View Full Version : Process/APO-Nikkors vs APO-Ronar, G-Claron, Fuji A

Tony Karnezis
9-Nov-2004, 16:53
Hi everyone. I recently started shooting 8x10 to contact print on Azo. I own a 300/9 Nikkor M and just acquired a 19" APO red dot artar that I have not yet used. Assuming my 210/5.6 Symmar-S will barely cover 8x10, I've been reading the threads on the apparently incredible sharpness and amazing coverage of the process (f/10) Nikkor lenses. Ignore issues of lens size, weight, and the cost of putting these lenses into a shutter. Purely from an aesthetic perspective, is there a NOTICEABLE, SIGNIFICANT difference in the sharpness of a process Nikkor (180/210/240/260mm, f/10) or APO-Nikkor (f/9, longer focal lengths) in a contact print versus an equivalent, more widely available APO-Ronar, G-Claron, or Fuji A series lens (or other Goerz lenses that I don't know anything about)? Stated differently, is the print quality using a process Nikkor that much different that it would make me want to buy one over one of the other lenses?

As a matter of my perspective, this isn't a case of 'chasing the magic bullet.' I understand that sharpness is only one technical factor in the success of a print. I'm inquiring because in light of how many people seem obsessed with sharpness, it seems odd that more people aren't using process or APO-Nikkors. If not, why not? Cost of putting them into a shutter? Availability? Weight? Contrast? To avoid speculation, I specifically ask for replies from those who have experience with prints made from shots taken with the lenses in question. Why would YOU choose one over the other? And to throw one more variable into the equation, if I would also use the lenses with color transparency film for enlargement, would that influence your recommendation?

9-Nov-2004, 17:16
The Ronar and Claron are both process lenses. At least some of them. Just like the Nikkor. I'm going to be suprised that a randomly selected Nikkor will be any sharper then a randomly selected process lens from somebody else. Throw in diffraction at small stops and I'm not sure you'll see big differences between the vast majority of modern lenses.

Okay I have G-Clarons and one F/9 Nikkor. The Clarons are in shutters and lighter. They are also in focal lengths I need more. So I'd choose the Clarons. The Clarons have more coverage. OTOH I think the longer Nikkor are more common and cheaper. But they're cheaper because of the lower coverage and the pain of fitting a shutter.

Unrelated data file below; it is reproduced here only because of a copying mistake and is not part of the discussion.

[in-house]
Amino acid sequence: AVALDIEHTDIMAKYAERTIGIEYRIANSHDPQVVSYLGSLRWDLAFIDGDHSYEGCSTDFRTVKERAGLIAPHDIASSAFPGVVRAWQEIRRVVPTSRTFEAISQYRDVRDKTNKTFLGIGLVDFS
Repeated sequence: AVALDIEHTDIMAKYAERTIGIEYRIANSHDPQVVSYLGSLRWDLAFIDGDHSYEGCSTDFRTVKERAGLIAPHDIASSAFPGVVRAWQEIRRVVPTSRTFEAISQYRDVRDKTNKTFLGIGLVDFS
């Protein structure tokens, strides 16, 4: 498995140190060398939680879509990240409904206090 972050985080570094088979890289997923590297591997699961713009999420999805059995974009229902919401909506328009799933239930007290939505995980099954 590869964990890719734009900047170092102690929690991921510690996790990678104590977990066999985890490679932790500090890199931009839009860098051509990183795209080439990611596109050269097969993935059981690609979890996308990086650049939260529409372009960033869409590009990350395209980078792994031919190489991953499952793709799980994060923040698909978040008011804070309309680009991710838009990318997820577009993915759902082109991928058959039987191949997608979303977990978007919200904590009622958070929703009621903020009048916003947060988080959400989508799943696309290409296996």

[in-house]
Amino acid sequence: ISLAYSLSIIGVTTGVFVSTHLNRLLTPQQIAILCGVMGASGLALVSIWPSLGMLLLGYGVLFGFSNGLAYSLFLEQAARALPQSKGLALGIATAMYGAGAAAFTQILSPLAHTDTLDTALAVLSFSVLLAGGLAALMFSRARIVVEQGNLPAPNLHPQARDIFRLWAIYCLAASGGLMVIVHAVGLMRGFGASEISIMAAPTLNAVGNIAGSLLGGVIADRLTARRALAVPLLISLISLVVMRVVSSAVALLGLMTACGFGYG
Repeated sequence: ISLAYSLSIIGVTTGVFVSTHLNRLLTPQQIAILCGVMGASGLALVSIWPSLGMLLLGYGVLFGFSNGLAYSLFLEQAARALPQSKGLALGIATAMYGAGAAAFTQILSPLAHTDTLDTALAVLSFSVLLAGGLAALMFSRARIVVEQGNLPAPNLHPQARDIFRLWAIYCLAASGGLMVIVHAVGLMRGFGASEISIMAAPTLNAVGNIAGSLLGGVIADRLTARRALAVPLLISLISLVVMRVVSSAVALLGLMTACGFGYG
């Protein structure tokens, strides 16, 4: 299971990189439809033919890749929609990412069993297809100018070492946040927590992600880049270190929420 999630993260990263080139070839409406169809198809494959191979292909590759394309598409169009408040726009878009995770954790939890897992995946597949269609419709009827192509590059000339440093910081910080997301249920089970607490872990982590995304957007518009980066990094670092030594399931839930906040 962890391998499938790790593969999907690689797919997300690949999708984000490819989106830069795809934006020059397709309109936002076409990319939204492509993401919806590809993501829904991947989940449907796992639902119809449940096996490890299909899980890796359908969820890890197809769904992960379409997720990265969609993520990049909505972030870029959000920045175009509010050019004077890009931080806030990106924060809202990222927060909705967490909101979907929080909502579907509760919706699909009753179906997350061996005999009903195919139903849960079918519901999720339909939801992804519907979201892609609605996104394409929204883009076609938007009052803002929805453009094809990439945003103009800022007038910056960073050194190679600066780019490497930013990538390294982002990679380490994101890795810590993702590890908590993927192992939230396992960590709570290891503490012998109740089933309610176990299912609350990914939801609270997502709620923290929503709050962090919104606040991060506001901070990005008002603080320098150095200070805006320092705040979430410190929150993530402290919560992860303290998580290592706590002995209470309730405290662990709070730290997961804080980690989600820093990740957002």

Steve Hamley
9-Nov-2004, 18:01
IIRC, the G-Clarons and Fuji As are 6/4 plasmats, the Apo-Ronar is a 4/4 dialyte, and the wide angle Apo-Nikkors to which Tony refers are gauss designs like the Wide Field Ektar. So I would not necessarily expect a randomly selected example of one to perform similarly to a randomly selected example of another, especially with respect to coverage. I would expect similar sharpness inside the manufacturer's recommended coverage which varies extremely with the lenses noted. For example the shortest Red Dot Apo-Artar Goerz recommended for 8x10 is 16-1/2 inches.

Another consideration is that reportedly the shorter focal length f/10 wide angle Nikkors will not take filters because the elements protrude further than the lens barrel (?), but this isn't true of the 360mm f/9 WA Apo-Nikkor. I've got the 360mm f/9 WA, but it was bought for future projects and hasn't been used yet, so I can't report on that.


Bruce Watson
9-Nov-2004, 18:05
...is there a NOTICEABLE, SIGNIFICANT difference in the sharpness of a process Nikkor (180/210/240/260mm, f/10) or APO-Nikkor (f/9, longer focal lengths) in a contact print versus an equivalent, more widely available APO-Ronar, G-Claron, or Fuji A series lens (or other Goerz lenses that I don't know anything about)?

For your application, IMHO, no. I think you'll have to make some pretty big enlargements before you'll really see the differences. But YMMV.

And don't forget the Goerz Artars. No so hard to find, and razor sharp.

Kevin Crisp
9-Nov-2004, 18:05